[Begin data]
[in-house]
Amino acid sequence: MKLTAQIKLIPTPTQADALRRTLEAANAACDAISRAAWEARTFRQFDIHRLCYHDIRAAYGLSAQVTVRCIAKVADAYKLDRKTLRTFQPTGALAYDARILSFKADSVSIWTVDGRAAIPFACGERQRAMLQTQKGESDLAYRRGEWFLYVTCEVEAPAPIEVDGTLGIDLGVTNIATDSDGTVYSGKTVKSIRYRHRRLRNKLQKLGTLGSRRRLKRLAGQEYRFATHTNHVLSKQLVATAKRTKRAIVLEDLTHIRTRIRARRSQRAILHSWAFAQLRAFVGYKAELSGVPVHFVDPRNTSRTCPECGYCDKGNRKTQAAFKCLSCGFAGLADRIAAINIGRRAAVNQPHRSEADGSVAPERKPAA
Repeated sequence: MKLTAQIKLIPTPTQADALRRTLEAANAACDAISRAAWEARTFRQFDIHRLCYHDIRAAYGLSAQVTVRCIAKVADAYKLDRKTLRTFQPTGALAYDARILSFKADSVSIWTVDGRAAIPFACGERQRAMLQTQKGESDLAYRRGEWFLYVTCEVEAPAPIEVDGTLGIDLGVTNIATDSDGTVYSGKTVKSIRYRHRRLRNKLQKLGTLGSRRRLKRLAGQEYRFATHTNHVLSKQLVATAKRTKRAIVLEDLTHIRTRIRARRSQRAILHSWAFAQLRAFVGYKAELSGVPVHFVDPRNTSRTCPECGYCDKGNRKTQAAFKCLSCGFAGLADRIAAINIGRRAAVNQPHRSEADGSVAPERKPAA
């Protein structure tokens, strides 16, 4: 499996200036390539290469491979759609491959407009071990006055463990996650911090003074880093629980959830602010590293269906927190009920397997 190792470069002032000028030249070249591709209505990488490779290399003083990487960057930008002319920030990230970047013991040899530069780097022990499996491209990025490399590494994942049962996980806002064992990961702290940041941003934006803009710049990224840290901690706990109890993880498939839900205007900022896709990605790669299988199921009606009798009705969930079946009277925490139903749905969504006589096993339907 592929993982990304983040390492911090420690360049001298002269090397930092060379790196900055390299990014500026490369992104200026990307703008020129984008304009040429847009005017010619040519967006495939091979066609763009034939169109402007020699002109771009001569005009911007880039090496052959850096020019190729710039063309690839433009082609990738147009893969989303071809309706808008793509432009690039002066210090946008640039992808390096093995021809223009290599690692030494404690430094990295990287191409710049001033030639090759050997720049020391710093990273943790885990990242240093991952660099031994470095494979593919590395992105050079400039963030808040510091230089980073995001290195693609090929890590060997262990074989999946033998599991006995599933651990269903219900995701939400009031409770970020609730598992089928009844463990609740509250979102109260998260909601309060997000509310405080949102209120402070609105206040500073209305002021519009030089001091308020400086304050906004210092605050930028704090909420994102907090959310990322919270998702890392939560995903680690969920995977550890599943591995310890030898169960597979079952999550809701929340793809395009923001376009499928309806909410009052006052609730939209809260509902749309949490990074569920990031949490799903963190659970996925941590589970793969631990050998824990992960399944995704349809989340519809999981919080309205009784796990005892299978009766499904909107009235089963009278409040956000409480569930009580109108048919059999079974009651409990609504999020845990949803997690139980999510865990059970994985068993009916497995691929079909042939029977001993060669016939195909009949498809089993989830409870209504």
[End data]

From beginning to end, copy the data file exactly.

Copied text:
[in-house]
Amino acid sequence: MKLTAQIKLIPTPTQADALRRTLEAANAACDAISRAAWEARTFRQFDIHRLCYHDIRAAYGLSAQVTVRCIAKVADAYKLDRKTLRTFQPTGALAYDARILSFKADSVSIWTVDGRAAIPFACGERQRAMLQTQKGESDLAYRRGEWFLYVTCEVEAPAPIEVDGTLGIDLGVTNIATDSDGTVYSGKTVKSIRYRHRRLRNKLQKLGTLGSRRRLKRLAGQEYRFATHTNHVLSKQLVATAKRTKRAIVLEDLTHIRTRIRARRSQRAILHSWAFAQLRAFVGYKAELSGVPVHFVDPRNTSRTCPECGYCDKGNRKTQAAFKCLSCGFAGLADRIAAINIGRRAAVNQPHRSEADGSVAPERKPAA
Repeated sequence: MKLTAQIKLIPTPTQADALRRTLEAANAACDAISRAAWEARTFRQFDIHRLCYHDIRAAYGLSAQVTVRCIAKVADAYKLDRKTLRTFQPTGALAYDARILSFKADSVSIWTVDGRAAIPFACGERQRAMLQTQKGESDLAYRRGEWFLYVTCEVEAPAPIEVDGTLGIDLGVTNIATDSDGTVYSGKTVKSIRYRHRRLRNKLQKLGTLGSRRRLKRLAGQEYRFATHTNHVLSKQLVATAKRTKRAIVLEDLTHIRTRIRARRSQRAILHSWAFAQLRAFVGYKAELSGVPVHFVDPRNTSRTCPECGYCDKGNRKTQAAFKCLSCGFAGLADRIAAINIGRRAAVNQPHRSEADGSVAPERKPAA
């Protein structure tokens, strides 16, 4: 499996200036390539290469491979759609491959407009071990006055463990996650911090003074880093629980959830602010590293269906927190009920397997 190792470069002032000028030249070249591709209505990488490779290399003083990487960057930008002319920030990230970047013991040899530069780097022990499996491209990025490399590494994942049962996980806002064992990961702290940041941003934006803009710049990224840290901690706990109890993880498939839900205007900022896709990605790669299988199921009606009798009705969930079946009277925490139903749905969504006589096993339907 592929993982990304983040390492911090420690360049001298002269090397930092060379790196900055390299990014500026490369992104200026990307703008020129984008304009040429847009005017010619040519967006495939091979066609763009034939169109402007020699002109771009001569005009911007880039090496052959850096020019190729710039063309690839433009082609990738147009893969989303071809309706808008793509432009690039002066210090946008640039992808390096093995021809223009290599690692030494404690430094990295990287191409710049001033030639090759050997720049020391710093990273943790885990990242240093991952660099031994470095494979593919590395992105050079400039963030808040510091230089980073995001290195693609090929890590060997262990074989999946033998599991006995599933651990269903219900995701939400009031409770970020609730598992089928009844463990609740509250979102109260998260909601309060997000509310405080949102209120402070609105206040500073209305002021519009030089001091308020400086304050906004210092605050930028704090909420994102907090959310990322919270998702890392939560995903680690969920995977550890599943591995310890030898169960597979079952999550809701929340793809395009923001376009499928309806909410009052006052609730939209809260509902749309949490990074569920990031949490799903963190659970996925941590589970793969631990050998824990992960399944995704349809989340519809999981919080309205009784796990005892299978009766499904909107009235089963009278409040956000409480569930009580109108048919059999079974009651409990609504999020845990949803997690139980999510865990059970994985068993009916497995691929079909042939029977001993060669016939195909009949498809089993989830409870209504």